Globalcoin: the need-to-know on Facebook’s future cryptocurrency
Although Facebook’s cryptocurrency is shrouded in mystery, some snippets have filtered through about Mark Zuckerberg’s pet project. Indeed, according to various sources Facebook is in the process of developing a digital payment system which should be implemented in selected countries as early as 2020, with testing planned to take place in India in 2019.
The Globalcoin project – what do we know so far?
We know that the multimedia mogul has already met with several companies specialising in trading and cryptocurrencies, and also with banking top bods to check out the digital infrastructure required to ensure cryptocurrencies are safe and secure and users are able to exchange them for other cryptos or fiat currencies.
This initiative has been codenamed « Project Libra » and should be a joint undertaking involving banks and brokers to link digital and fiat currencies across the world and be used for online payments to a selection of online merchants. In May 2018 Facebook took on David Marcus, president of PayPal from 2012 to 2014, to manage the new blockchain division heading the launch of GlobalCoin.
Mark Zuckerberg recently spoke at length with Bank of England governor Mark Carney about the opportunities and risks involved in launching a cryptocurrency.
How will GlobalCoin benefit Facebook?
According to some analysts, GlobalCoin could generate up to 19 billion dollars in extra revenue for Facebook between now and 2021. This is not the first time Facebook has dabbled in digital currencies. One attempt 10 years ago eventually resulted in the then Facebook Credits being knocked on the head after an unsuccessful 2-year run.
Today, Facebook’s priority with its cryptocurrency is to get a foothold in the mobile commerce and online payments market by enabling users to make a variety of different transactions (book a plane ticket, buy a bicycle…). It is a way for the social media company to diversify their revenues, which are currently mono source with 98% coming from online advertising.
That said, the GlobalCoin project may have even more ambitious designs. Indeed, Facebook has 2.3 billion users and with the addition of GlobalCoin, would own one of the elements that define a State: its own currency. Currencies are very symbolic and reinforce a sense of belonging to a community and bond people socially. So many preponderant aspects the Facebook empire and the massive ecosystem of social applications that it is (Instagram, Messenger and WhatsApp)!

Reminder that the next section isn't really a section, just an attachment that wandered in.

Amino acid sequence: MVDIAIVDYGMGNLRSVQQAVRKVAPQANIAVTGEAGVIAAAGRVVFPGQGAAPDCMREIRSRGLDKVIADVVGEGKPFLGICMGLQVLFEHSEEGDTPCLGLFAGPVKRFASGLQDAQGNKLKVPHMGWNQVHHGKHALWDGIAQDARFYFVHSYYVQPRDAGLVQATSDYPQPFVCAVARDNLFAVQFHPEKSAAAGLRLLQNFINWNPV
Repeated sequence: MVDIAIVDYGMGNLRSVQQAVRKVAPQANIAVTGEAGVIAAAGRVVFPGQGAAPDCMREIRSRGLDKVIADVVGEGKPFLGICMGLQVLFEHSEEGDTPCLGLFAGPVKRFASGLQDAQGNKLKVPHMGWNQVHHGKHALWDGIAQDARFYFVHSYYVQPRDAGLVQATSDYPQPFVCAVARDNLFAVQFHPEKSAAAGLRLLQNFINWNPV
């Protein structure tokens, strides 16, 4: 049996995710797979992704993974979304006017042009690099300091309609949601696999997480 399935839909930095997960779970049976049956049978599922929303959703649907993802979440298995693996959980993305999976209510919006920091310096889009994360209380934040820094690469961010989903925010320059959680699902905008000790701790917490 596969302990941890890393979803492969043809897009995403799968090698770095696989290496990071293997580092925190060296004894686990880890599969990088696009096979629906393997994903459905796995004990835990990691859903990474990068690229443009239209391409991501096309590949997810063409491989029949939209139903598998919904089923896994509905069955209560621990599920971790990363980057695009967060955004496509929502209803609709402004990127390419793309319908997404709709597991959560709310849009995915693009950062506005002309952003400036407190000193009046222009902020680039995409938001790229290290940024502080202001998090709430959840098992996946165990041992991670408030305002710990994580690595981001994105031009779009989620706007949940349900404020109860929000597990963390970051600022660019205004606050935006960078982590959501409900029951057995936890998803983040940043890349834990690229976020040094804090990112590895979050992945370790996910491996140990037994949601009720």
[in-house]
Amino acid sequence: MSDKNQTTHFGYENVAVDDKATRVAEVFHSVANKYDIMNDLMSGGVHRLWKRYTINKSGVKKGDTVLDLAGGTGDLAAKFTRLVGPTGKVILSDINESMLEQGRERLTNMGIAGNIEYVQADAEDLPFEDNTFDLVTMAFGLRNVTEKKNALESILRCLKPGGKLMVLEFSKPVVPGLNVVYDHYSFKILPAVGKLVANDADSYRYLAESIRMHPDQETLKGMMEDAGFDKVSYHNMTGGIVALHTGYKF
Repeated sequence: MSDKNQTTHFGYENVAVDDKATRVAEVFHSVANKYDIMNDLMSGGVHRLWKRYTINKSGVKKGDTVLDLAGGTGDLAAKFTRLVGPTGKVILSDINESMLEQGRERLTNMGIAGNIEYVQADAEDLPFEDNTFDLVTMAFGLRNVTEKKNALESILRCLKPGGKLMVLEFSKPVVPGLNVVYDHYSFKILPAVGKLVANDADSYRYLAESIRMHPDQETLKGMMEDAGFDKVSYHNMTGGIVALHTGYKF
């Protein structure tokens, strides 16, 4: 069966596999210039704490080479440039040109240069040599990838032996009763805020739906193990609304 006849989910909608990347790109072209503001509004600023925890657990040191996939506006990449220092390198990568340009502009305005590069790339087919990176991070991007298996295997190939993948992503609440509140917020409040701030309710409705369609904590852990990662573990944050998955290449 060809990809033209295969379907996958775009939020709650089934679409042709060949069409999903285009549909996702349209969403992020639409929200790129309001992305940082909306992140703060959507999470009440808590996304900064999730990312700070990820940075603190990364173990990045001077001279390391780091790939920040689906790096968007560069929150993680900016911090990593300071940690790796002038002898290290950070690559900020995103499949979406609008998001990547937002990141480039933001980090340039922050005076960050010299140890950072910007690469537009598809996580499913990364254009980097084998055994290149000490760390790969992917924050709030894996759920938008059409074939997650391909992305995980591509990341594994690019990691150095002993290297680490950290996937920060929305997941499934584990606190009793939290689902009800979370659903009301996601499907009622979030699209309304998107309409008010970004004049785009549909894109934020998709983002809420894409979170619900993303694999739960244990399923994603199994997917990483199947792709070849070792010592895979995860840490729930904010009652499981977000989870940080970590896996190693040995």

So how does the GlobalCoin project fit in with Facebook’s global strategy? Simultaneous to the launch of GlobalCoin, Facebook is also working on another important undertaking: Whatstabook, which would link the messaging services of WhatsApp, Instagram and Facebook Messenger into one encrypted system to enable individuals to exchange privately with one another and increase the amount of time they spend on its range of apps. Thanks to its cryptocurrency, users will be able to exchange products and services without ever needing to step outside the Facebook ecosystem.
How will GlobalCoin work?
Although the project has not yet been fully revealed to the outside world, certain aspects of the system are known already. According to certain sources, Facebook wants to develop GlobalCoin as a digital currency that provides users with an affordable and secure payment method, as well as enabling them to easily exchange their dollars and other international currencies for GlobalCoin. Cryptocurrency experts have said GlobalCoin will probably be a "stablecoin" indexed against the USD to reduce volatility. Facebook’s strategy aims to disrupt the existing banking system by removing financial obstacles and reducing costs for the consumer.
Before any of this can happen, however, GlobalCoin will have to overcome the many technical and regulatory obstacles that lie in its path. And Facebook may have a difficult time in India, where GlobalCoin will allegedly first be launched, and which has proven hostile towards cryptocurrencies. Facebook is hoping that GlobalCoin will enable Indian workers to send funds to their families via WhatsApp.
A risky strategy?
After years of scandal that have seriously damaged its public image, Facebook and GlobalCoin will have to work very hard to earn users’ trust. Indeed, since the Cambridge Analytica scandal, bad buzz around privacy has rocketed. And cryptocurrencies have a rather bad reputation, and so represent a high risk for the company. Added to that is the very real risk of users committing tax fraud and money laundering. To limit the risks, the most likely option is that Facebook will keep control by using a private blockchain for its cryptocurrency.
Last Update on 18/06/19